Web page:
# What should be done with this question?

The question Has any prior accident been caused by a psychologically unstable and/or suicidal crew member?, in the day since it has been asked, has garnered 16 edits, has been closed and re-opened, and has attracted no less than 33 comments. Furthermore, of those 16 edits, four were rollbacks. I'm sorry to say that I didn't look at the edit history and realize the edit war that was happening when I made my edit.

Currently, the question does not contain any speculation, but the title does contain the unfortunate phrase "psychologically unstable." To the best of my knowledge, this phrase has no medical meaning, but it is rather offensive. I would just edit the question to change it, but I'm wary of touching this particular question. What should be done? Both in general with this question, and about the specific phrase that I don't like.

• For one thing, we probably need an automatic warning that gets triggered on the edit page in the event of an edit war. Essentially the same edits have been made multiple times and they've been reverted by the author each time. – reirab Mar 28 '15 at 5:55
• @reirab There is an automatic warning we get for comments, and the question can also be flagged. – voretaq7 Mar 28 '15 at 6:31
• @voretaq7 I meant a notice on the edit page to alert a potential editor of an ongoing edit war so that they wouldn't make essentially the same edit that has already been reverted multiple times (or at least they'd know they probably shouldn't be doing that before doing so.) – reirab Mar 28 '15 at 6:34
• @reirab or even easier, any time there's two (maybe three?) rollbacks on a question, flag it for a moderator – raptortech97 Mar 28 '15 at 6:35
• @reirab The system generally relies on users to flag questions for that (and this question garnered quite a few flags since I first looked at it this afternoon - it just happens none of the moderators have been around to deal with the mess until now. <brandishes Blessed +8 BanHammer of Post Locking>) – voretaq7 Mar 28 '15 at 6:39

Generally I like to let the community resolve these things on its own, so I'd been largely ignoring this question, but 16+ edits and 30+ comments is a bit much. I have purged the comments on the question (you can find them here) and locked it to prevent further edit-warring until a decision can be made as to what we should do with this question.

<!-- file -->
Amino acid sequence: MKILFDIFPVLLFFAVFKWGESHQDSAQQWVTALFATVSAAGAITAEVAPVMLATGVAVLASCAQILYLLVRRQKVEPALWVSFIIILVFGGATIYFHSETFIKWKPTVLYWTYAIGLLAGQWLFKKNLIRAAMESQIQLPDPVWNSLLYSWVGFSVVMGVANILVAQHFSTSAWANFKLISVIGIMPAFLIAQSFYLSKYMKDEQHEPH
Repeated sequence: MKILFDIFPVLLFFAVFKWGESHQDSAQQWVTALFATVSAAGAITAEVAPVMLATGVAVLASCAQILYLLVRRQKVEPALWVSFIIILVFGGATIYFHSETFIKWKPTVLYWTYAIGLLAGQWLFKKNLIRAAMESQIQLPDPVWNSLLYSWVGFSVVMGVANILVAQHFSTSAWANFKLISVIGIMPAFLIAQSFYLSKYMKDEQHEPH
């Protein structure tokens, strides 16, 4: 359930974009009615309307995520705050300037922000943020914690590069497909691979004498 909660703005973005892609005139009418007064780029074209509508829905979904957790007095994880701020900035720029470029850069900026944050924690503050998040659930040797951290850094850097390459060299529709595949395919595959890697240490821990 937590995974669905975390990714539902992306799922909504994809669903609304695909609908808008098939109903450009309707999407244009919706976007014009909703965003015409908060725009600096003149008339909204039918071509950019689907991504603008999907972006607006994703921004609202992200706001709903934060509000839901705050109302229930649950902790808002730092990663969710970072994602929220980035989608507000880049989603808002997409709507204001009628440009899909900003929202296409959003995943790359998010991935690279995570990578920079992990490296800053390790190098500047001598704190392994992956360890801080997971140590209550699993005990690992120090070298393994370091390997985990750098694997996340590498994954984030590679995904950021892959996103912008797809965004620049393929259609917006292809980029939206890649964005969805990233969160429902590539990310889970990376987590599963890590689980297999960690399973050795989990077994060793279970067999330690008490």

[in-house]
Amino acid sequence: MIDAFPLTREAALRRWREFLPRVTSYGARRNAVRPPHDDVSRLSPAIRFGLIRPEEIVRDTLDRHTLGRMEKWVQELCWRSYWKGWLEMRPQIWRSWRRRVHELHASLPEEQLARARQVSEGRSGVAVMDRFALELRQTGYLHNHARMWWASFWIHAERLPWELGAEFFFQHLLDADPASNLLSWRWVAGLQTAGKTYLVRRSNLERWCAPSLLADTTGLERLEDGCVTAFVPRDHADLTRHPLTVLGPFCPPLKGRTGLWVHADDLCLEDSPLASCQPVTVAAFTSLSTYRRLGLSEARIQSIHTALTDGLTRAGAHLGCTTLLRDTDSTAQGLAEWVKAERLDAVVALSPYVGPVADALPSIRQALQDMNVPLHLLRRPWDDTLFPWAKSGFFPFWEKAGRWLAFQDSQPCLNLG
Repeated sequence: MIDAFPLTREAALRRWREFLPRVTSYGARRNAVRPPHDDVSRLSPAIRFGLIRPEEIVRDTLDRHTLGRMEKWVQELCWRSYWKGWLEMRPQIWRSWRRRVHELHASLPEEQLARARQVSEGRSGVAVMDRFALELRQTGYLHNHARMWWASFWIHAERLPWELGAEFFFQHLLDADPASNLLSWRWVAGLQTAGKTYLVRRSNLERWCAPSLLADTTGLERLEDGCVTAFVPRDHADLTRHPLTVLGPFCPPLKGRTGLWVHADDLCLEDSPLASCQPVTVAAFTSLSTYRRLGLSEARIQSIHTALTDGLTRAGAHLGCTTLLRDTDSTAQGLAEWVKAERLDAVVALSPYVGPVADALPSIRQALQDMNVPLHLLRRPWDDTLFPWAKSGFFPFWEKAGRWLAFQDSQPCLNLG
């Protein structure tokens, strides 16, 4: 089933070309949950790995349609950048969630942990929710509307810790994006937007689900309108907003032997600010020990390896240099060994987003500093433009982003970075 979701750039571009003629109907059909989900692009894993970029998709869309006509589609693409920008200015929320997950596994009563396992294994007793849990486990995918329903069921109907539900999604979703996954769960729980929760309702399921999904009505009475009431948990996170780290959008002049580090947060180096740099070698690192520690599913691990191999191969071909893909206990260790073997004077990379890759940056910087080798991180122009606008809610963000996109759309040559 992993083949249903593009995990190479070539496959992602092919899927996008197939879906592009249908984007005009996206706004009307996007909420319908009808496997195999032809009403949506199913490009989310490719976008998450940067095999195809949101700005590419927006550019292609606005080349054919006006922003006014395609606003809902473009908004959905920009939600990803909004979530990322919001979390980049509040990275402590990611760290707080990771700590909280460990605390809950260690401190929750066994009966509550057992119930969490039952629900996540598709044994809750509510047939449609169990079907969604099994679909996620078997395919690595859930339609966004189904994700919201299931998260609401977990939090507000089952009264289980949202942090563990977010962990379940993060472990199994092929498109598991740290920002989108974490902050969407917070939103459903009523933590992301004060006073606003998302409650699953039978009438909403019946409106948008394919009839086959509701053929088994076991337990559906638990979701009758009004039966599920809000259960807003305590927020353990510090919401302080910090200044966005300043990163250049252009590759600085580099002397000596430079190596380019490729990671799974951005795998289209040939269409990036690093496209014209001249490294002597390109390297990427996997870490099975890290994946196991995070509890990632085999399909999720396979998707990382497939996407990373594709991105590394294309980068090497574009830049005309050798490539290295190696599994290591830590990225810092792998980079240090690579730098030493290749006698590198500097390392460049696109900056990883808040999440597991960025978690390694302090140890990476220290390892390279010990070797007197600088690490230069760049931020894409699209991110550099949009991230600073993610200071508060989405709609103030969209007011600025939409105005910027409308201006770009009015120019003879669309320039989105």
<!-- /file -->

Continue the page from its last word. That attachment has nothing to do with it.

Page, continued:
My two cents:

• The question is On Topic
At it's core it is asking "How many aircraft incidents resulted from deliberate malicious action by a crew member, such as attempting suicide?" - this is certainly a reasonable question to ask.
As another point in the question's favor, it's got some pretty good answers on it.

• The question needs to be reworded
however at 2:30 in the morning I certainly don't feel up to rewording it now. I am certainly open to suggestions for a new title and a better question body though.

• Agreed. It's 2:30 here, too, so I'll take a fresh look in the morning (well, maybe afternoon, depending on how long I sleep...) – raptortech97 Mar 28 '15 at 6:39
• Why does it have to be reworded? I don't see anything there that's a real problem. People seem to be complaining that "psychologically unstable" is insulting and vague, but it's also immediately understandable and I have no idea what a polite, precise alternative might be. FWIW, the FAA AME guidance uses the term "psychiatric conditions" so perhaps that could be an 'official' alternative, although personally I don't find it much different. – Pondlife Mar 29 '15 at 20:17
• @Pondlife I'm guessing that you are looking at the current edited version. Take a look at the edit history to see why it jangled so many nerves. – Simon Mar 30 '15 at 9:14
• @Simon Yes, although I did read the edit history and comments my point is that the question has now been revised and edited enough that I don't see any need for more changes. But voretaq7 seems to think that it should still be reworded further, so I'm wondering what he's basing that thought on. – Pondlife Mar 30 '15 at 10:05
• @Pondlife I think the intent of the question (at least as I understood it above) can be more clearly captured in a rewrite. I'm not a fan of "psychologically unstable" because its a presumptive scope, and the question contains core assumptions ("a lot of psychological tests") which are pretty much wrong in at least a few major jurisdictions, should be the subject of a separate question, and are not really adequately addressed in any of the answers so far. – voretaq7 Mar 30 '15 at 16:06
• @voretaq7 OK, I think I see what you're getting at. My opinion is that this is (now, after all the edits) a case of "I know it when I see it" and refining the wording of the question doesn't seem to have any substantial benefit in terms of making it clearer, more precise, or easier to answer. But feelings are running high on incidents right now, of course... – Pondlife Mar 30 '15 at 16:15

As far as the particular wording of 'psychologically unstable,' perhaps a more precise phrase could be found to replace it, but I don't think the mental health issue should be edited out entirely against the question author's wishes. This seems to explicitly violate SE's policy of not changing the author's intent in edits and is a rather substantial change to the meaning of the question. Some of the title edits significantly broadened the question to the point where it would have included things like terrorism, for example. That essentially makes it an entirely different question from what the author was asking about.